One thing that might bear checking is what happens to your credit rating if you pay down your account. I am led to believe America's fiscal system has an odd way of dealing with credit ratings when that happens.
    You won't hurt your credit score by paying down your balance due. You can surely hurt it by running it up too high and by not paying debts that are due.

  9. #9
    Banned. DnvrFox's Avatar
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    Everything goes on a credit card. Gives me an accurate record of expenditures, and handy at tax time.

    However, the balance is paid each and every month. I never incur interest and we get free airplane flights and notable cash rebates.


    One thing that might bear checking is what happens to your credit rating if you pay down your account. I am led to believe America's fiscal system has an odd way of dealing with credit ratings when that happens.
    Fortunately, we have no need for additional credit beyond the two credit cards we use, so, I don't worry about credit rating, although I get enough "Please signup for our credit card" and "You are pre-qualified" and other similar advertisements, so I would guess the credit rating is pretty good.
    Last edited by DnvrFox; 10-26-10 at 07:00 AM.

  10. #10
    Senior Member Ziemas's Avatar
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    I've never had one in my life, and have never had a problem not having one. Anything you can do with a credit card you can do with a debit card. The difference is that with a debit card you actually have the money to pay for it.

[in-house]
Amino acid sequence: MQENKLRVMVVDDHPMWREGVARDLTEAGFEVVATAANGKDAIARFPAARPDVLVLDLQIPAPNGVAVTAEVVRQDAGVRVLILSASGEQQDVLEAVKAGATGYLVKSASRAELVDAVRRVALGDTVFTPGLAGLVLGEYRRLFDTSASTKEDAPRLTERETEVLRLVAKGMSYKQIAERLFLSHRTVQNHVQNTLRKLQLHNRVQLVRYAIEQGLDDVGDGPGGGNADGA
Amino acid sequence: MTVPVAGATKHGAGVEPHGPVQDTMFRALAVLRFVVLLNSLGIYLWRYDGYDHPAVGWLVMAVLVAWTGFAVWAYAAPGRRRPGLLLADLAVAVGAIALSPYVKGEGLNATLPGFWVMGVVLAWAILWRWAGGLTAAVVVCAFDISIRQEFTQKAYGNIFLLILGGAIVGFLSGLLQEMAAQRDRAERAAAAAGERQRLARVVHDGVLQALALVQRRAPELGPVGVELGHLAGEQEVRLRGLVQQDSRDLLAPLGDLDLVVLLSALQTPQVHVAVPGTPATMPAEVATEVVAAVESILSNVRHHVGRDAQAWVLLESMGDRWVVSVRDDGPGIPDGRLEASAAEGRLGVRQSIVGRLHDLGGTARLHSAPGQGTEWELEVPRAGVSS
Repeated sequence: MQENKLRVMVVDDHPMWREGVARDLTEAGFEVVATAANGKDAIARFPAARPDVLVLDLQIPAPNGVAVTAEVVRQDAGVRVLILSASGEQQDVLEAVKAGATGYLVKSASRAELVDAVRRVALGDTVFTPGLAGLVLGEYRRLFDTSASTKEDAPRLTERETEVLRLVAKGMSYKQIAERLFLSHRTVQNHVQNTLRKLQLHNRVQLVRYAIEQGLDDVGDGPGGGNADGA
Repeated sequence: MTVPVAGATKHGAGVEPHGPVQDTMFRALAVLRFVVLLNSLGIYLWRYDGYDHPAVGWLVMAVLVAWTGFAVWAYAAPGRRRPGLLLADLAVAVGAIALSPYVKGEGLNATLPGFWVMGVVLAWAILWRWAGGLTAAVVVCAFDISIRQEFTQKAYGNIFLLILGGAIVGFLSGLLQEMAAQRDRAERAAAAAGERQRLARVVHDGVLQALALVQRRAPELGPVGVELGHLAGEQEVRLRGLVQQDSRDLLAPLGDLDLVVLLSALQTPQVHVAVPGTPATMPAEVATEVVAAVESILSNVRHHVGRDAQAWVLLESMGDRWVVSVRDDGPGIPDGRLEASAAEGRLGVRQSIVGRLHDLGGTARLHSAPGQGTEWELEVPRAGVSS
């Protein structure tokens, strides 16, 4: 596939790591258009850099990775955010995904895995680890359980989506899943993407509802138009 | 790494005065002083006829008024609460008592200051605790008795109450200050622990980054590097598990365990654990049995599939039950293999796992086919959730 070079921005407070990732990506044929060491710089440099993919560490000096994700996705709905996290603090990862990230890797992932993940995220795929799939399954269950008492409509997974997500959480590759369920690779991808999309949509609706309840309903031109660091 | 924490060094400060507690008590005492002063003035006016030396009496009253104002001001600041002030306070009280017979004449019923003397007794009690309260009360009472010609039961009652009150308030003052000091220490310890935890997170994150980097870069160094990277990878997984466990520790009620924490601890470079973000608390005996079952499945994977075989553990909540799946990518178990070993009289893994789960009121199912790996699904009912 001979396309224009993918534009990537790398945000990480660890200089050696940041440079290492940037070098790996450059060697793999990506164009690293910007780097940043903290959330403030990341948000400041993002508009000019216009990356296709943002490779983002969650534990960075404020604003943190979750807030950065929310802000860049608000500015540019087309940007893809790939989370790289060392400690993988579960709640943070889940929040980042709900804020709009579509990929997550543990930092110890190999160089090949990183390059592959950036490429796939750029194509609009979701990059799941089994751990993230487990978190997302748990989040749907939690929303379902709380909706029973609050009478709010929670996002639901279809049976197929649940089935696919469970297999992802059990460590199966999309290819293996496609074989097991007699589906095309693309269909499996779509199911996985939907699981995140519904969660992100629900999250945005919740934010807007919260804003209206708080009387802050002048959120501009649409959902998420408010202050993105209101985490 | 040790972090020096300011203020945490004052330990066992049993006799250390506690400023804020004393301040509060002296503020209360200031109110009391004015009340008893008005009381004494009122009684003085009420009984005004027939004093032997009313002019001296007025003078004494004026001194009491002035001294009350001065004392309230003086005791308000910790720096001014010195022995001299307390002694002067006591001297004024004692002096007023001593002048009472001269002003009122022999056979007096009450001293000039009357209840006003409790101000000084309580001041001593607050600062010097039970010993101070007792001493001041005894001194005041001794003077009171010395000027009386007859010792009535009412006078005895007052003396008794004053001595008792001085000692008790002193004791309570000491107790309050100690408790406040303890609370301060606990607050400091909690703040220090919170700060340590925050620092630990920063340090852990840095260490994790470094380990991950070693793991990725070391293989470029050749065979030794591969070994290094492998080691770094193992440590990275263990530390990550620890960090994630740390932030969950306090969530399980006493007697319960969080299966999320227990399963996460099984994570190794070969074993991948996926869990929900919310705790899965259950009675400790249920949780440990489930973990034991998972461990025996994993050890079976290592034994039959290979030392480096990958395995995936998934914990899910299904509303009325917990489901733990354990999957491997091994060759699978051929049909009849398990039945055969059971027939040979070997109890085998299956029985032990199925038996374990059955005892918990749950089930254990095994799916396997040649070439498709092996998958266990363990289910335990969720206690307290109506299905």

Oh, and before anyone asks we are debt free and own our own home, car, and mod-cons.

  11. #11
    tsl
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    I went bankrupt back in the recession of '92. I haven't had a credit card since.

    I've learned that
    • if I can't afford an item, then I also can't afford that item plus interest.
    • I spend less overall since I deal with objects (cash) instead of abstractions (figures on an account).
    • it's easy to figure out if I can afford something, since I don't have to factor in interest or bill juggling.
    • a pile of savings is infinitely more satisfying than a wallet full of plastic.
    • I have more time since I have fewer bills, I pay them all on receipt, and don't have to track when to pay and how much.
    • financial "emergencies" are simply the result of poor planning. I've learned how to plan better and haven't had a financial "emergency" in over 15 years.
    • My "credit score" is only of interest to those who want me to pay them interest.
    My two favorite things in life are libraries and bicycles. They both move people forward without wasting anything.
    The perfect day: Riding a bike to the library.—Peter Golkin


    Lucky for me, I work at a library and bike to work.

  12. #12
    tsl
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    Quote Originally Posted by Ziemas View Post
    and mod-cons.
    What the hell is a mod-con?
    My two favorite things in life are libraries and bicycles. They both move people forward without wasting anything.
    The perfect day: Riding a bike to the library.—Peter Golkin


    Lucky for me, I work at a library and bike to work.

  13. #13
    Senior Member donheff's Avatar
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    Quote Originally Posted by JamieElenbaas View Post